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All hamsters have wild ancestors, even those that live with humans today. Whether you own a Syrian, a Dwarf, or a Chinese hamster, there is a rich and full history that has led to this little animal becoming a valued resident of your home. Read on for more information on each of the five main hamster varieties.

Different hamster species
Each species of hamster has it's own unique history

Hamsters have evolved in a number of areas throughout the world, but many spend a significant amount of their lives underground in order to evade temperature extremes and predators. They’re well-adapted for underground life, with short, strong legs and compact bodies. Even though there are obvious similarities between the hamster species, there are also some strong differences, both in terms of history and anatomy.


It’s said that the original group of Syrian hamsters bred extensively in captivity were captured in the region around Mount Aleppo in Syria. After being sighted in the 1800s, many people had thought that this species was extinct until a mother was found with her babies in 1930. The group was brought into captivity, and it is from these individuals that most pet Syrian hamsters are descended today. Since 1930 their popularity has soared, and they are now amongst the most popular species of pet. They are born in a wide variety of colours, and as time has passed new coat variations have arisen too.

syrian hamsters
Syrians have a number of different coat colours and patterns


Chinese hamsters, though often known as Dwarf hamsters, are actually different from the Dwarf varieties of Winter White, Campbell, and Roborovski (see below for more details). Chinese hamsters come from regions around Northern China, and unlike Syrian hamsters, their ancestry is probably from a number of different wild individuals captured over several years. These cute creatures are dark grey, with a darker stripe on the back and a light stomach. Unlike Syrian hamsters, these animals aren’t necessarily solitary and can live together peacefully. Have a look at our ‘Introducing Hamsters’ section for more details.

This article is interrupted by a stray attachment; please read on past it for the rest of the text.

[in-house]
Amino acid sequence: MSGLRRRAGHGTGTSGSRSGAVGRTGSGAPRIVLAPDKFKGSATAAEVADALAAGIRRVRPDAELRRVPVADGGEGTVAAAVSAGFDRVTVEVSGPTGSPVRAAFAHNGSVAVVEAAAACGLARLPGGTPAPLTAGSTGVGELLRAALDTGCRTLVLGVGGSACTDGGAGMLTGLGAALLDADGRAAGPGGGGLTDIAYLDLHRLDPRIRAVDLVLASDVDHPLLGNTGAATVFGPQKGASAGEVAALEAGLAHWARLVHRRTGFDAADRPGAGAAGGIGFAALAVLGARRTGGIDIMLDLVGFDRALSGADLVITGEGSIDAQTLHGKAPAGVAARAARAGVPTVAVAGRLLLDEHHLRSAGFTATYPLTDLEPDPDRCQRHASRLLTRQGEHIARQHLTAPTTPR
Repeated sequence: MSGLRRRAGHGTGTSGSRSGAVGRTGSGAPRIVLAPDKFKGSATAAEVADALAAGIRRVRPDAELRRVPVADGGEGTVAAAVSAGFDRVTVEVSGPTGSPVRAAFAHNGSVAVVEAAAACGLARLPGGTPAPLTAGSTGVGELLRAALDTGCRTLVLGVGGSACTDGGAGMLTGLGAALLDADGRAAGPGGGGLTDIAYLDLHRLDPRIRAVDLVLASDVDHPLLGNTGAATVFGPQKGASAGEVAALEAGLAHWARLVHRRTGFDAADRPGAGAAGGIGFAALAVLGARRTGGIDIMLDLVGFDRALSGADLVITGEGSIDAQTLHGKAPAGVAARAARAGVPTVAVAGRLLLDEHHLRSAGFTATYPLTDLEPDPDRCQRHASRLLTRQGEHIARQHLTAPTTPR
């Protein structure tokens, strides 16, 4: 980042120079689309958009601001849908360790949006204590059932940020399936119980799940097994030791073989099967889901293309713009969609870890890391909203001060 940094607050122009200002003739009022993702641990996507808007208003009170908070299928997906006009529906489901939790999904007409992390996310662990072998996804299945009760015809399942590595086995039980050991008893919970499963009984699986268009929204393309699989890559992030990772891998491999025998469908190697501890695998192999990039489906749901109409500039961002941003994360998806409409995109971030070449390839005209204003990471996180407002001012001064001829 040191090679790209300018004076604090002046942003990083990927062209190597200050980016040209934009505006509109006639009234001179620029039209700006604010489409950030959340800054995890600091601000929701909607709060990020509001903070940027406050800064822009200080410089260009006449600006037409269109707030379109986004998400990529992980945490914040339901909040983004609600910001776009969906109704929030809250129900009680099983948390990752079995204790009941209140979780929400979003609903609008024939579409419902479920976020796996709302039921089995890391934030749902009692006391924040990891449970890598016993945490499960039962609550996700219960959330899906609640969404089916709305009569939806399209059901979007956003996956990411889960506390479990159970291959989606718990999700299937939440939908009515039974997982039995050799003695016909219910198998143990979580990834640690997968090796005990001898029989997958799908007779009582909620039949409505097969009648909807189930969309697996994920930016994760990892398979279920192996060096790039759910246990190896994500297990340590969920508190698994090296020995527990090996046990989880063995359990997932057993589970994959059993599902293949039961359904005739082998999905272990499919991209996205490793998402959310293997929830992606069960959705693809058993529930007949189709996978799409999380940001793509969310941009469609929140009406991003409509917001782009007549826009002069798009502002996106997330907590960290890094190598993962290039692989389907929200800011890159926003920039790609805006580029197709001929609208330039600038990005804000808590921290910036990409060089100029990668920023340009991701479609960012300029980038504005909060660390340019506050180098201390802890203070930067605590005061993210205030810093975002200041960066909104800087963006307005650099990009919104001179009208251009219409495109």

Dwarf hamsters, unsurprisingly, are a collection of some of the smallest hamster species currently kept as pets. There are three different types: the Winter White, the Roborovski and the Campbell.

dwarf hamsters small
There are three different species of Dwarf hamster

Winter White

The Winter White is a lovely little animal: oval-shaped and with bright, black eyes. In the wild, these animals change colour as the year progresses - in the wild, snow in areas such as Siberia would mean that their dark summer colouring would be very obvious to potential predators, so their hue would lighten in the winter. Like the Syrian hamster, Winter White pets originally came from a few individuals captured from the wild.


Widely known as the Campbell Dwarf Russian hamster, this creature hails from places like the chilly climes of Northern Russia, and the wide expanses of Central Asia. Although very similar to Winter Whites in size and shape, Campbell hamsters are usually of a lighter hue, tending towards brown rather than grey. Like the Winter White, these animals have thick fur and a lovely dark stripe down the back. These little pets have become enormously popular extremely quickly, and are found in pet shops and small animal sanctuaries across many countries.


This Dwarf Russian hamster is a beautiful pet that has only been in the UK for a relatively short space of time. They are the smallest pet hamster available, with a light brown coat and a much lighter stomach. Many were captured in China, and, as a desert species, their colouring is likely for camouflage and minimisation of heat intake. These creatures are relatively late additions to pet shops and sanctuaries, but are proving very popular.

Customer Images

Two hamsters enjoying a treat through the cage bars.
Cosmo the Cheeky Campbells Dwarf!
Just got this it's is the best going to bye a second one!!
My new baby boy, Crosby.
Hamster qwerty adjusting to his new home!
Norma versus pineapple!
Norma versus pineapple!
Cuddly norma
Norma loves bakewell tarts!
Santa humphery
My hamster in her new quote hamster cage
Henry in his tube x
Henry loves his cage x
Harriet x


Virginia, 1 July 2021

I need to order replacement accessories for the hamster cage. The US site says they are sold out, I called and was told to try the British site. I see absolutely no hamster cages or accessories on the British side. Help please!

Emma, 14 May 2020

We have a Qute cage which has previously been used for gerbils. My daughter is keen to get 2 dwarf hamsters and we have been advised that the cage is not suitable as they wouldn't be able to use the tube. Can you let me know your opinion on this. Many thanks

Nolan, 27 December 2014

This page is useful because people who have a hamster and love the animal it helps let you know a little bit of the past of these awesome animal

Cyntac, 13 July 2013

I love that the third paragraph says Dwarf Hamsters are prized for their ability to ride horses. I loled.

Toby, 19 April 2013

Although I already knew my ancestors came from Syria, I didn't know my Dwarf cousins could ride horses! Enjoyed the page. Thank you!